Sunday, October 26, 2008
DEAD SPACE: DOWNFALL (2008) d. Chuck Patton
Reviewed by Rick Trottier
Animated features sure have changed a lot over the years. I was introduced to “anime” long before it was ever called that, when I saw Speed Racer at the time it hit U.S. television in the 1960s. It was an exciting alternative to The Flinstones, Yogi Bear and Underdog, all of which were enjoyable in their own fashion, but “Japanimation” offered intensity and realism that was unique in that era. By the time I was a teenager and was watching Battle of the Planets (aka Gatchman in Japan) in the 1970s, my thirst for science fiction and animated adventure was unquenchable. By the early 1980s when I had reached young adulthood, Starblazers and Force Five helped to sate my desire for action and incredible technology and far-fetched worlds of the cosmos. The one characteristic that united these disparate experiences was that “anime” never lost its innocence and all-ages appeal, but that was to change. Since the 1990s and the full-scale assault of video game-based anime, all of what made Japanimation of bygone days seems to have disappeared. Modern anime is harsh, gloomy and incredibly violent and lacks the charm that it once exhibited. DEAD SPACE: DOWNFALL is nothing like the cartoons of my youth, but it tries very hard to create a mix of cerebral science fiction and the bloodthirsty nature of horror cinema and has a degree of success doing it.
DEAD SPACE: DOWNFALL is the story of the “Planet Cracking” starship Ishimura and its doomed voyage to planet Aegis in the 7Cygnus System. Upon reaching Aegis and its mining colony, the Ishimura discovers that a sizable number of suicides and homicides have occurred on the planet and an ancient and enigmatic artifact is believed to somehow be to blame. Death reaches out its skeletal claws and grasps the Ishimura and before long crew members are dying horribly and then return as horrendously disfigured monstrosities, animated by an alien life form that needs human bodies. It is up to Ishimura’s fiery security chief to raise the alarm and stop the resistless tide of mindless savagery before all humanity falls prey to this scourge.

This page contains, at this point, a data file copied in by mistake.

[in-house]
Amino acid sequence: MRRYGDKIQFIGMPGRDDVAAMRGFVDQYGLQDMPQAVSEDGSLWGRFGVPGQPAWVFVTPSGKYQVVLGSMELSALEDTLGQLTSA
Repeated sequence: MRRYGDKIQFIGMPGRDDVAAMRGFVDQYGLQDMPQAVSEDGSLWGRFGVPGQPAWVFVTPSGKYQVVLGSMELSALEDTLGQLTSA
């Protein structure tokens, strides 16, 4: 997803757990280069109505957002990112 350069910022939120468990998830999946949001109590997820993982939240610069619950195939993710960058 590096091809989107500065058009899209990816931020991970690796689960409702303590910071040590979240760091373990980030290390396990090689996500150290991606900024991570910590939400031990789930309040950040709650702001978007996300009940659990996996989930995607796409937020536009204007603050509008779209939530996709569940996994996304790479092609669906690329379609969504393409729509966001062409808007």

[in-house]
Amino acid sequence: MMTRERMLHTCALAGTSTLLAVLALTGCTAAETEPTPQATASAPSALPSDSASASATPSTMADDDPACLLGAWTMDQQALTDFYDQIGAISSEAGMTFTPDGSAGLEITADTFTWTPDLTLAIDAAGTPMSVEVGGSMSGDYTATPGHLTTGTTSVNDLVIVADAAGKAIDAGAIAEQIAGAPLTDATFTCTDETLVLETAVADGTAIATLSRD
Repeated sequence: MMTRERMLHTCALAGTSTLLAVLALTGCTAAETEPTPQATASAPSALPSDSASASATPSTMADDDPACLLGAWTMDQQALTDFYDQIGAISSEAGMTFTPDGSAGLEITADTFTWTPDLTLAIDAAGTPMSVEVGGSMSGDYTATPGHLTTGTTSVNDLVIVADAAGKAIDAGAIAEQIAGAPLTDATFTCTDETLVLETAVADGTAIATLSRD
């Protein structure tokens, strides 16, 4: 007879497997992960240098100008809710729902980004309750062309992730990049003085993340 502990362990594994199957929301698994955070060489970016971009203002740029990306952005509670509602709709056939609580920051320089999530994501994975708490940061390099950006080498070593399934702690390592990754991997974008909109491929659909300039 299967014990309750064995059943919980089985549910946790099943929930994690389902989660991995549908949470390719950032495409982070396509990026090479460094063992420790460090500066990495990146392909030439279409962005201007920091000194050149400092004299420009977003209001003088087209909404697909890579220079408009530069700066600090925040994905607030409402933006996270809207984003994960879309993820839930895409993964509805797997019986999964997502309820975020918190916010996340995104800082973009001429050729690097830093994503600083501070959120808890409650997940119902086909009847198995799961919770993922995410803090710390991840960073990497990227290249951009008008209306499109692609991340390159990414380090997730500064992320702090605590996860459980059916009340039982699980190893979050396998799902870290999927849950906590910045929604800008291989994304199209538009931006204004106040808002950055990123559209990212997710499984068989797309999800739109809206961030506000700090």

DEAD SPACE: DOWNFALL is an attractively animated film in many ways. The backgrounds and visual supporting details are quite impressive and lend an atmospheric aura and a darkly ominous appeal to each and every scene. I found most of the scenes far easier to visually comprehend and appreciate than the vast majority of modern “live-action” horror films. What I liked less was the highly stylized animation of the characters with their angular features, elongated limbs and awkward look. For a long time now, that trend of animating humans has been intensifying so that someday, animated people just won’t look like people anymore. It is nothing new, Derek Wildstar and Nova of Stablazers were stylized to a great degree, but there was a cartoon-ish quality to their look that left their human imagery intact. Modern anime tends to overdo stylizing to the point where I find the characters unappealing physically and this makes it hard to identify with them. What helped were the excellent voice-overs done by the actors of DEAD SPACE: DOWNFALL. The emotionally delivered lines, even when they were far too heavily laced with profanity, aided in pulling me into the story even against my will.